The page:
Día de Muertos: A Beautiful Celebration of Life and all That Follows
Welcome to a brief history lesson on Día de Muertos and 5 traditions you’ll likely spot during this 3-day holiday celebration.
Oct. 17, 2019
Día de Muertos is a celebratory holiday filled with traditions dating back to the early 1500s and pre-Columbian cultures. The multi-day celebration is for family and friends to get together in happiness, not sorrow, and remember loved ones who have gone before them.
In Mexican tradition, death isn’t something that’s feared or avoided. In fact, it’s simply seen as part of the human cycle. And during Día de Muertos, the border between the real world and spiritual world gives way, so spirits can be with family and friends once again.
So, how does one create an atmosphere to help bring the spirits back? With ofrendas.
Ofrendas, Spanish for offerings, are special memorials or non-religious altars adorned with gifts for the deceased consisting of a wide range of objects from photos and family memorabilia, to food and beverages — including, you guessed it, tequila.
Here are 5 common items you’ll find on an ofrenda:
Typically, family and friends will leave out the departed’s favorite drinks. Anything from soda and coffee to tequila. And while it’s common to leave a pour of the deceased’s favorite tequila on the altar, you can also enjoy a cocktail in their memory. We’ve even created specific cocktails for Día de Muertos, making it a perfect opportunity for visiting spirits to enjoy their favorite spirits.
During Día de Muertos celebrations, food is prepared and brought for all visitors (living and in spirit). Some popular foods are pan de muerto (bread of the dead), which is only baked during this time of the year and is usually shaped into a skeleton or bones. Other dishes include family favorites like mole, tamales, beans, red rice, dried fruit, and hot chocolate.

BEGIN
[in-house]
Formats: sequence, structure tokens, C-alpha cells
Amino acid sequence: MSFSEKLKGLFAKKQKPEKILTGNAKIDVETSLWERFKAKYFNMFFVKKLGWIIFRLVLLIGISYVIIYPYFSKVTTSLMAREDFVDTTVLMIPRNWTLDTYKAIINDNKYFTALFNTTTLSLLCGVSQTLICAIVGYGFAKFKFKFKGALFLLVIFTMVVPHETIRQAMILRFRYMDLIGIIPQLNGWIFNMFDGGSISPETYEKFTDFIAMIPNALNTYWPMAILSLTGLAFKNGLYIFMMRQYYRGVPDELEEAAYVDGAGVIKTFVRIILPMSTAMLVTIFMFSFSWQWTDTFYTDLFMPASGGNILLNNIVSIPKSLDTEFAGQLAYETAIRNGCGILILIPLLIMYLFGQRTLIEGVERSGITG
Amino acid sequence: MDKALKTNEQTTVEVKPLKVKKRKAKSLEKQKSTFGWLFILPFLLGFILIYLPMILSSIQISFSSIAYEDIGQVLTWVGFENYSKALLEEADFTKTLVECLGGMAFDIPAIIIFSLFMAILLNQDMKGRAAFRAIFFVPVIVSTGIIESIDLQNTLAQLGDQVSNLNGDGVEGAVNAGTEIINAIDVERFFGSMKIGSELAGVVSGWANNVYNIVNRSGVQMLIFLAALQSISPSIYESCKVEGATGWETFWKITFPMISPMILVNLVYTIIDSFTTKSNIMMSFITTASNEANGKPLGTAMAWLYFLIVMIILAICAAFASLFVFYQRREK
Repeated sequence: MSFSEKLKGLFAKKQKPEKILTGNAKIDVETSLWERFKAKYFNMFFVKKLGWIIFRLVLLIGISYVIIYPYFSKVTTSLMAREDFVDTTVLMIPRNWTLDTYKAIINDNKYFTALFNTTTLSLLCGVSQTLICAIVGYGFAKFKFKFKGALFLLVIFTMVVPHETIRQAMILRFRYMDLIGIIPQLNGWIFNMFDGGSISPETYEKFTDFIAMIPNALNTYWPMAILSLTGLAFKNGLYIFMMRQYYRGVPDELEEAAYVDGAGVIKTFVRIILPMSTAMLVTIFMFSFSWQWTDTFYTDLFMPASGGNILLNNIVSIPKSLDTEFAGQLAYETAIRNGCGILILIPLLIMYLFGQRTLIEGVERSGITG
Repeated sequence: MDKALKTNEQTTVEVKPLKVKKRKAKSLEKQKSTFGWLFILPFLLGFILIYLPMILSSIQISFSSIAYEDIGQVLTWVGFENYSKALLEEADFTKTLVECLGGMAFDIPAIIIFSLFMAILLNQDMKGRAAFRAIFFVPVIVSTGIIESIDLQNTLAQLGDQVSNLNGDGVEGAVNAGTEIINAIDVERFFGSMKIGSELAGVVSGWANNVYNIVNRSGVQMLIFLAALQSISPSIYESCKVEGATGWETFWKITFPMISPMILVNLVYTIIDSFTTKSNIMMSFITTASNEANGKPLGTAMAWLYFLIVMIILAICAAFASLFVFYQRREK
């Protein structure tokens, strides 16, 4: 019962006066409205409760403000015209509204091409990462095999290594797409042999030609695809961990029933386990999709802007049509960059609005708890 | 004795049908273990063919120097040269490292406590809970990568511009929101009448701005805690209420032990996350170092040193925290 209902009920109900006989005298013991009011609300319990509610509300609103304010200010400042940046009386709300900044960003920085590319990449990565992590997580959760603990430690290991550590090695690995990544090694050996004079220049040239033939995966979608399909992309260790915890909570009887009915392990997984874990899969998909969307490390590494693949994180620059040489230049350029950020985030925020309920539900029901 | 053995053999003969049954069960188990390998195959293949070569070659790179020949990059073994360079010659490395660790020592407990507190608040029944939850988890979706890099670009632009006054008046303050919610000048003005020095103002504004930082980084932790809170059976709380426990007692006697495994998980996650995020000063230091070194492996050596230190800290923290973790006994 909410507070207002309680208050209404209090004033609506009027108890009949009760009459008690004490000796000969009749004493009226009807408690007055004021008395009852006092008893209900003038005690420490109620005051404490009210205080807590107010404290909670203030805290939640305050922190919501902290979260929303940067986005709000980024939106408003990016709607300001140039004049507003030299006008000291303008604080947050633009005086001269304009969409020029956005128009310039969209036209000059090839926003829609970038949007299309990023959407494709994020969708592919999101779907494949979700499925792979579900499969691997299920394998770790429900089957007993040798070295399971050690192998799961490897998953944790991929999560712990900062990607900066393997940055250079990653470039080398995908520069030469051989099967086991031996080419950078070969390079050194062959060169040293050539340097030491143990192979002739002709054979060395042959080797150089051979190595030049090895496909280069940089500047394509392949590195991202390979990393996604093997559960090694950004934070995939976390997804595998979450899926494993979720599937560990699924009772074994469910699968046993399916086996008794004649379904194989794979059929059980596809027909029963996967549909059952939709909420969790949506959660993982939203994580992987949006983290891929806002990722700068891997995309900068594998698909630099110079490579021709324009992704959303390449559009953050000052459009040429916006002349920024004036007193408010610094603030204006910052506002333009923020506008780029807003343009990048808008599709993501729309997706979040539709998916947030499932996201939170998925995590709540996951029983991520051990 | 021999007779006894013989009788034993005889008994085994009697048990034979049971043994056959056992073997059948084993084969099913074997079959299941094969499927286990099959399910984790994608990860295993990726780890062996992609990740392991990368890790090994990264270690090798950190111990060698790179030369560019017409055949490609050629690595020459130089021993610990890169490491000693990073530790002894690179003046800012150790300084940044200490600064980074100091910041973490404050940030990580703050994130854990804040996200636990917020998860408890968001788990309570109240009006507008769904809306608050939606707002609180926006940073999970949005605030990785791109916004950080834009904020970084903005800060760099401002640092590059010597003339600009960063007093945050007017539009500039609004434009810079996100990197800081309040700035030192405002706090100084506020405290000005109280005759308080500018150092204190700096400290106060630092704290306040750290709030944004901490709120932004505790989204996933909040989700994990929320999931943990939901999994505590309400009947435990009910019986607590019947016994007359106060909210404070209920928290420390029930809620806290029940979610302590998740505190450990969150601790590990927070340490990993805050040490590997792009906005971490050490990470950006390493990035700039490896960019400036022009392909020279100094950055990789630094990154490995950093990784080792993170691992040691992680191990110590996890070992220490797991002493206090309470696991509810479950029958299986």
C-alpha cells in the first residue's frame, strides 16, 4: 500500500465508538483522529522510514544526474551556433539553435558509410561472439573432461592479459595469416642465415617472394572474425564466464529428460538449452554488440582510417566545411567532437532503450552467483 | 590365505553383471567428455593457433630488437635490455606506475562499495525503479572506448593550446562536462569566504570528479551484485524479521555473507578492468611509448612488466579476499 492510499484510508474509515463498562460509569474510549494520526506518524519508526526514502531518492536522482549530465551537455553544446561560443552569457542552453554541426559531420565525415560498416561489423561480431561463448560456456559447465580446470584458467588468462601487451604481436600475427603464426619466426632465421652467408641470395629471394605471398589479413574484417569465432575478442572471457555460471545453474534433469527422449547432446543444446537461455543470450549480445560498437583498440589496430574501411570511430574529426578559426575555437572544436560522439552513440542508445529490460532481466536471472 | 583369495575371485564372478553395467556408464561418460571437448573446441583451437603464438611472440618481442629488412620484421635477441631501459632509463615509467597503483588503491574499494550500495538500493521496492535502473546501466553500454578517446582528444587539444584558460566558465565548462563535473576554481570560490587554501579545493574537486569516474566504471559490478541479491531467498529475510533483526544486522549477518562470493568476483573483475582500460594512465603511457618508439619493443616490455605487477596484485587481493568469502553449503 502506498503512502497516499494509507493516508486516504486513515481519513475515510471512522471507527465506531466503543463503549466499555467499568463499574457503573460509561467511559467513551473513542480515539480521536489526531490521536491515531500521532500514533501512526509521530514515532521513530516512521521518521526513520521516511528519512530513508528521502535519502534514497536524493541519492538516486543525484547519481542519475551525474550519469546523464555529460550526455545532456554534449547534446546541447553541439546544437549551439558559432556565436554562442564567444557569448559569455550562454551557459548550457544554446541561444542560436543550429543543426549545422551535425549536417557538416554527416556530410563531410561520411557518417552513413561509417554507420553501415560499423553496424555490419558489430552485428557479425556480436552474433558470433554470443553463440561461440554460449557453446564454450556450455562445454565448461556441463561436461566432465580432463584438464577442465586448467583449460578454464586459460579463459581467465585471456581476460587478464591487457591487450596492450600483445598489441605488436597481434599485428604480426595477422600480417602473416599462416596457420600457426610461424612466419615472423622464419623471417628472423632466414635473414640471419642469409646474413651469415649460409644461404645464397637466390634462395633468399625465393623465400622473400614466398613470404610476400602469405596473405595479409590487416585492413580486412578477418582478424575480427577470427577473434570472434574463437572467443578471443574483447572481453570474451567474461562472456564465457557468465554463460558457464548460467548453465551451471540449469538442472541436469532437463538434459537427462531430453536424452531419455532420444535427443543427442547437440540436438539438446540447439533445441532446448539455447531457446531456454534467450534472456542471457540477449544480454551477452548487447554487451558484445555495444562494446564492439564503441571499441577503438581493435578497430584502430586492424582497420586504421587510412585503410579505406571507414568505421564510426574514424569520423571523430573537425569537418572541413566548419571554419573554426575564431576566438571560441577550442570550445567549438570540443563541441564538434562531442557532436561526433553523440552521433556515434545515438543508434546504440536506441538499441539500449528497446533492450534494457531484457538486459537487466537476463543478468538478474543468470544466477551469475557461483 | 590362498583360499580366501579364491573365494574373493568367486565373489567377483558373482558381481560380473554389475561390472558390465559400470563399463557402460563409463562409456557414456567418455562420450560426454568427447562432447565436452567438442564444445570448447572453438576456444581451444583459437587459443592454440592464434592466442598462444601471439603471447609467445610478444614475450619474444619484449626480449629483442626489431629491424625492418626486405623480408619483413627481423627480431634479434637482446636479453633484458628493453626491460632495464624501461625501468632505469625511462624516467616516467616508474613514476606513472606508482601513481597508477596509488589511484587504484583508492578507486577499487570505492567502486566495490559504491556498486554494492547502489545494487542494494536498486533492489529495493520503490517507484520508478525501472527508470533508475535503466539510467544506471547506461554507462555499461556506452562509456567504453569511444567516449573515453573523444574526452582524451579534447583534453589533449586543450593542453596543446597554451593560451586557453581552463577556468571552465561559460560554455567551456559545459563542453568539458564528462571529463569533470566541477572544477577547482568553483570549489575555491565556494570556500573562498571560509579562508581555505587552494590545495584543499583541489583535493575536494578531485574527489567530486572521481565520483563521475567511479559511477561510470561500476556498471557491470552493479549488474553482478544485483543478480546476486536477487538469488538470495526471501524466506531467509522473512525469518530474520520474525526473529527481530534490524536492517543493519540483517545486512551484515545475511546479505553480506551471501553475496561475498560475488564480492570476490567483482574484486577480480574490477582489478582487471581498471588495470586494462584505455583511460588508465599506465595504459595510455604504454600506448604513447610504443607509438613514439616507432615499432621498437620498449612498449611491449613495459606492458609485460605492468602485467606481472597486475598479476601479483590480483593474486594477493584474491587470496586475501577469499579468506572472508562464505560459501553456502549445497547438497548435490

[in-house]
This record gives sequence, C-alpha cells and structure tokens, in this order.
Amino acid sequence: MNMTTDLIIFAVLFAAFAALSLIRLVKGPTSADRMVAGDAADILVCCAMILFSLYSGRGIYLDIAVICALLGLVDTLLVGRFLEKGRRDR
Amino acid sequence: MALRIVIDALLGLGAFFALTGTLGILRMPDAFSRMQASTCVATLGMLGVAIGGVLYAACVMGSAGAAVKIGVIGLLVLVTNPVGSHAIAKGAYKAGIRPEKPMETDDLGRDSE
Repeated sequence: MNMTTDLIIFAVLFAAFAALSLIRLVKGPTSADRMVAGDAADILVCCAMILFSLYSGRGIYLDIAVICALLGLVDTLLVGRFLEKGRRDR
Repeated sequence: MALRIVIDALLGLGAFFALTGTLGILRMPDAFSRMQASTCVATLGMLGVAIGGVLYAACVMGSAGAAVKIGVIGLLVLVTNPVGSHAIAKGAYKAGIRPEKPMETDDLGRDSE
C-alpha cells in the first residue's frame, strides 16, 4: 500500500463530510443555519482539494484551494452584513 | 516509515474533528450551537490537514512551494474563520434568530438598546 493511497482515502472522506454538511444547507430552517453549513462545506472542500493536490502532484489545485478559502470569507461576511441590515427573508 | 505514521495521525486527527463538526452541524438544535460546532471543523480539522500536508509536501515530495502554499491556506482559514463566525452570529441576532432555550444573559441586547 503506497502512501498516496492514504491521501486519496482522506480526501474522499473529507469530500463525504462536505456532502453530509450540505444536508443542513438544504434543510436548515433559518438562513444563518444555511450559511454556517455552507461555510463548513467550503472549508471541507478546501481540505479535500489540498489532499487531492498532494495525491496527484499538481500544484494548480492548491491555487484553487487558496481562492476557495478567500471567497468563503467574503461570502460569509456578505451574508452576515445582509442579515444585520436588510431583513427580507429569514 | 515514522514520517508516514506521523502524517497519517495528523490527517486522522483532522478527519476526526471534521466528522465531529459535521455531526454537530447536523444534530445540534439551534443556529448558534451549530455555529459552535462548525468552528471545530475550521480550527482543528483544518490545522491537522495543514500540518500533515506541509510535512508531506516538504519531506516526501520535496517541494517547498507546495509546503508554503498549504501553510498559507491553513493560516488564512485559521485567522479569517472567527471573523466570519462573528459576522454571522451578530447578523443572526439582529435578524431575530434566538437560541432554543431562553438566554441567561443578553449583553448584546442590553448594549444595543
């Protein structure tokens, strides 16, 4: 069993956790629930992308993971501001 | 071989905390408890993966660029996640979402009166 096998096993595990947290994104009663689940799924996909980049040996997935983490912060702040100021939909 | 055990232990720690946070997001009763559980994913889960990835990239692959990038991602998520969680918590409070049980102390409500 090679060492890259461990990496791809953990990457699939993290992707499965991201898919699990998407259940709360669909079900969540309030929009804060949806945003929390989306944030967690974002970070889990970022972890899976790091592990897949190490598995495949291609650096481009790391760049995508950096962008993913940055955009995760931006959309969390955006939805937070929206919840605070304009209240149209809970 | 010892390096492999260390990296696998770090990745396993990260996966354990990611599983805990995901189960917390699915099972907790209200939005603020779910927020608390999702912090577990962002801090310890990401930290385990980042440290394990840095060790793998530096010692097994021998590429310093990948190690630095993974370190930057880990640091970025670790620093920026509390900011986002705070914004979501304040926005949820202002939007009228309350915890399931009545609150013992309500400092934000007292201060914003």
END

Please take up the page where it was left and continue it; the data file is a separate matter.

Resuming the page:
As an essential part of the altar, papel picado is a decorative banner created from a thin tissue-paper often cut with unique patterns. Since papel picado is so thin, it moves with even the slightest gust of air and tends to only last the length of the ceremony. This is just another representation of how eventually all things disintegrate, no matter how beautiful.
To help attract souls back on Día de Muertos, families will display marigolds, the bright orange Mexican flower. Some claim the aroma and color alone are strong enough to help bring spirits back to the family’s home. The flowers are also representative of life in general, since all flowers eventually lose their pedals and die. The marigold derived from Aztecan culture where it was used for ceremonial, medicinal, and decorative purposes.
Perhaps one of the most symbolic images of Día de Muertos are the colorful Calaveras, or skulls, made from clay, paper, or sugar. One of the most iconic calaveras is La Catrina, a female skeleton dressed in a fancy hat, mocking those who were denying their Mexican heritage by adopting European fashion. Originally a print by José Posada, it’s a reminder that whether you’re upper class or lower class, everyone in the end is equal.
Now that you know the history of Día de Muertos, it's time to celebrate with these spirited cocktails.